Electric vehicle charge points at supermarkets double in two years
The number of electric vehicle (EV) charge points at supermarkets has doubled in the last two years, according to data analysed by Zap-Map and the RAC
Some 542 EV charger units were installed by supermarkets from the end of October 2017 to the end of 2019, taking the total on their sites to 1,115 – a growth of 95%. This means 6.5% of all the UK’s public charge points are located at supermarkets with growth in-line with the overall growth of public charge points2.
The number of stores offering charging facilities has also doubled with 608 supermarket sites now catering for battery electric and plug-in hybrid vehicles which equates to 5% of all supermarkets – while this appears low it is no doubt in part due to a considerable proportion of smaller supermarket sites not having car parks. Between 2017 and 2019, 313 stores added chargers with, on average, two charging units being installed per site.
The RAC and Zap-Map have both long advocated the importance of supermarkets offering customers charging facilities due to the fact that customers spend 45 minutes on average in their stores – a more than reasonable amount of time to top up an electric car.
Melanie Shufflebotham, co-founder of the UK’s leading charging point platform Zap-Map, said: “It is very encouraging to see supermarkets increasingly embracing electric vehicle charging at their stores with a dramatic shift in the number of chargers being installed over the course of the last two years.
“Our research shows that while the majority of charging is done at home, most EV drivers use the public network more than once a month3. While a robust rapid infrastructure across the country is essential for longer journeys, having charge points in supermarkets provides EV drivers an excellent way to ‘graze‘ energy while doing an everyday task.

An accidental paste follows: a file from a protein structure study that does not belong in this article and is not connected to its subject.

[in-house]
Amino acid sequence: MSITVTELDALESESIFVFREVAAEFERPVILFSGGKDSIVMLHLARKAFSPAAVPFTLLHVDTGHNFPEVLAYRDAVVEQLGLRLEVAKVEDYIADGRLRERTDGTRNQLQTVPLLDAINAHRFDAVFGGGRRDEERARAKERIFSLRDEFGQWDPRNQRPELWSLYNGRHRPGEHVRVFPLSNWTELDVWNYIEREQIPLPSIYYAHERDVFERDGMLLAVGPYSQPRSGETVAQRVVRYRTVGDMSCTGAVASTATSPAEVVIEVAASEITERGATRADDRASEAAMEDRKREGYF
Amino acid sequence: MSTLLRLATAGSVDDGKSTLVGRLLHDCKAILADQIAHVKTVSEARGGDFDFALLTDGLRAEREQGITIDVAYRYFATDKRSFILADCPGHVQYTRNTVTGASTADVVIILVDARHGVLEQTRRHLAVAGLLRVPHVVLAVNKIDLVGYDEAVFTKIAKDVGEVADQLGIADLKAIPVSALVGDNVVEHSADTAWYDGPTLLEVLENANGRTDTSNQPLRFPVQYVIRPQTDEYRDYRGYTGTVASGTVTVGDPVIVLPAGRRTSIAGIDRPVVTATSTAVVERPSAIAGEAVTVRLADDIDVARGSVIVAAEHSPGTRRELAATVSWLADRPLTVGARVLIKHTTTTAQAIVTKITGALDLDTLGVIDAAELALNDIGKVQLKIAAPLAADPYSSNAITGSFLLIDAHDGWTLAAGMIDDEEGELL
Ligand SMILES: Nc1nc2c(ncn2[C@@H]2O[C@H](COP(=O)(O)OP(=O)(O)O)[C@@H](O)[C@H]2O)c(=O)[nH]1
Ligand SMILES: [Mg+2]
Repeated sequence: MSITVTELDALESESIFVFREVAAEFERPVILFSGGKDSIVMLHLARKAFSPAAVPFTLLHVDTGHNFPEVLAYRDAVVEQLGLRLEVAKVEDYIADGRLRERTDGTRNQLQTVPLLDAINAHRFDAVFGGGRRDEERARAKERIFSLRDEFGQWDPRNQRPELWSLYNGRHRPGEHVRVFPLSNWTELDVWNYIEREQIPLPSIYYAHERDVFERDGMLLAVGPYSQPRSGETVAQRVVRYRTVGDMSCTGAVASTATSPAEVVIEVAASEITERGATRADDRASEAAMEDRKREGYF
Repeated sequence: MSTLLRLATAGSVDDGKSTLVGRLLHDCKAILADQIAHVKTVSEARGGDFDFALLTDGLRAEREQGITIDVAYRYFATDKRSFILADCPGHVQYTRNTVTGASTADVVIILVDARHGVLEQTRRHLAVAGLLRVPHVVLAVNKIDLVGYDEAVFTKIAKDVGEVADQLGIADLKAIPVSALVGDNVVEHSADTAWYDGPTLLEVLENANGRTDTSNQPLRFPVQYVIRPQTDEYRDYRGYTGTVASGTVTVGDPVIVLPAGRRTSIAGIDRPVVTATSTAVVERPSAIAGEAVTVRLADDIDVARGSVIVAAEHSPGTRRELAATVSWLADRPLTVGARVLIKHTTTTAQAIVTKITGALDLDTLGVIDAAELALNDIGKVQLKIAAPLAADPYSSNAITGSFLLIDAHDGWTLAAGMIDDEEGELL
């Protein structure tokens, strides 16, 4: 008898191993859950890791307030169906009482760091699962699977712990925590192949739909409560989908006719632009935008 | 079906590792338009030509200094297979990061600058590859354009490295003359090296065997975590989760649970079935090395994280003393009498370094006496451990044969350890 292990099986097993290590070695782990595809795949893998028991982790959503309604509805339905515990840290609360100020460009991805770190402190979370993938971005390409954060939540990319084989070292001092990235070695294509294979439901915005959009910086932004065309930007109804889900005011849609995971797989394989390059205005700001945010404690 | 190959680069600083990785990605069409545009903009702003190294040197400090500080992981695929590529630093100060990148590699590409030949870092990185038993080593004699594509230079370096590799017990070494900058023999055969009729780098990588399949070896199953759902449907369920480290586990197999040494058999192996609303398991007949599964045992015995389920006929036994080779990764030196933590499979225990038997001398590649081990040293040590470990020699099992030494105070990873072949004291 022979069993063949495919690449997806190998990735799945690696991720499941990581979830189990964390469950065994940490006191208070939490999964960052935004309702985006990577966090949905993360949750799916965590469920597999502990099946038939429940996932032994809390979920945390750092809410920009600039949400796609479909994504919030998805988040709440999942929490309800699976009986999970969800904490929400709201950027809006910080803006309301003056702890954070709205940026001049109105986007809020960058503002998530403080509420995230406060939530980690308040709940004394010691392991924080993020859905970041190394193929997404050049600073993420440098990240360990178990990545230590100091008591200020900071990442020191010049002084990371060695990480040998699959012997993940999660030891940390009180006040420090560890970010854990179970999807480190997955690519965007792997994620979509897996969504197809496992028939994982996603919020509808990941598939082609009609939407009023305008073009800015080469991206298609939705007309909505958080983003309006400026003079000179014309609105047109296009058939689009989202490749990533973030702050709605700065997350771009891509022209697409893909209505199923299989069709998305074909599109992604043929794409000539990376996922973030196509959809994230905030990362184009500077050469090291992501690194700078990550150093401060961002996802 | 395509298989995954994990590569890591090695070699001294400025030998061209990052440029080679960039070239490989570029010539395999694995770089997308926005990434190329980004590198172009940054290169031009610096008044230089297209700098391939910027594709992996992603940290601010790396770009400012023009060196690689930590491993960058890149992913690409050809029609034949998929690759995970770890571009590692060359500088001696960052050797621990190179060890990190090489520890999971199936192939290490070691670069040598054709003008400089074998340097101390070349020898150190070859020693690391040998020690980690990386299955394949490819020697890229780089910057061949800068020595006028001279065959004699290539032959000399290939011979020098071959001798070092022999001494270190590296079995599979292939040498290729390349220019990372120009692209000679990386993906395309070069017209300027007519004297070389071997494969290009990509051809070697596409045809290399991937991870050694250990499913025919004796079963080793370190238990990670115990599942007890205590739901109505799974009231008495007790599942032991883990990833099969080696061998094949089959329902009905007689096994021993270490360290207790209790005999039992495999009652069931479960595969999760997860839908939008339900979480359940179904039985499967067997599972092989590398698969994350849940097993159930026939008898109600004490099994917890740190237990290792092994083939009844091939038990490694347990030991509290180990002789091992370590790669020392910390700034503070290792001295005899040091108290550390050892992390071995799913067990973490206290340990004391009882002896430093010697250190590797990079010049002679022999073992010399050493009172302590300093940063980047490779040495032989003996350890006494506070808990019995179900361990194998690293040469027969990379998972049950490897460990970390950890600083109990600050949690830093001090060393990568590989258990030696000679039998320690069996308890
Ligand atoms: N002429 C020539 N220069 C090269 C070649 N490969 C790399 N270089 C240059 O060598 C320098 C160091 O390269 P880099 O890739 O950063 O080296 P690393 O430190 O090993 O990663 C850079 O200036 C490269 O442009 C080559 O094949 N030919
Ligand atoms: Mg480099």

“With 89% of EV drivers3 taking the availability of charge points into account when selecting their parking, providing charging can be a real differentiator locally in the competitive supermarket sector. This seems to be recognised by some supermarkets, notably Tesco and Sainsbury’s, providing EV charging for free.”
RAC spokesman Simon Williams said: “It is extremely positive to see the supermarkets making it easy for drivers to go electric. Having more chargers that are readily available will help to speed up the transition from petrol and diesel cars to electric ones.
“We have always said that it makes sense for people to be able to charge at supermarkets because anyone doing a full shop will inevitably spend 45 minutes in store. The UK’s big four supermarkets currently dominate fuel retailing so it will be very interesting to see if a similar battle will develop in EV charging.
“At the moment the emphasis seems to be very much on installing any form of charge point. It is our belief that as the EV market matures there will be less need for slower chargers and a greater need for higher-power ones. The introduction of more rapid chargers at supermarkets may even stimulate take-up now as it would make EVs viable for those who cannot charge at home because of where they live. Currently, it seems that rapids are very much in their infancy at supermarkets, but hopefully this is all about to change.
“Very positively, new car sales figures reveal that three times as many BEVs were registered in January 2020 as were in January 2019.”
Research conducted for the RAC Report on Motoring4 shows the number of drivers who say they will choose an electric car as their next vehicle has doubled with 6% of motorists – the equivalent of more than 2.5m drivers2 – saying they intend to buy a pure electric battery-powered car when their existing vehicle needs to be replaced, compared to 12 months ago.
For the full figures, please visit the RAC here.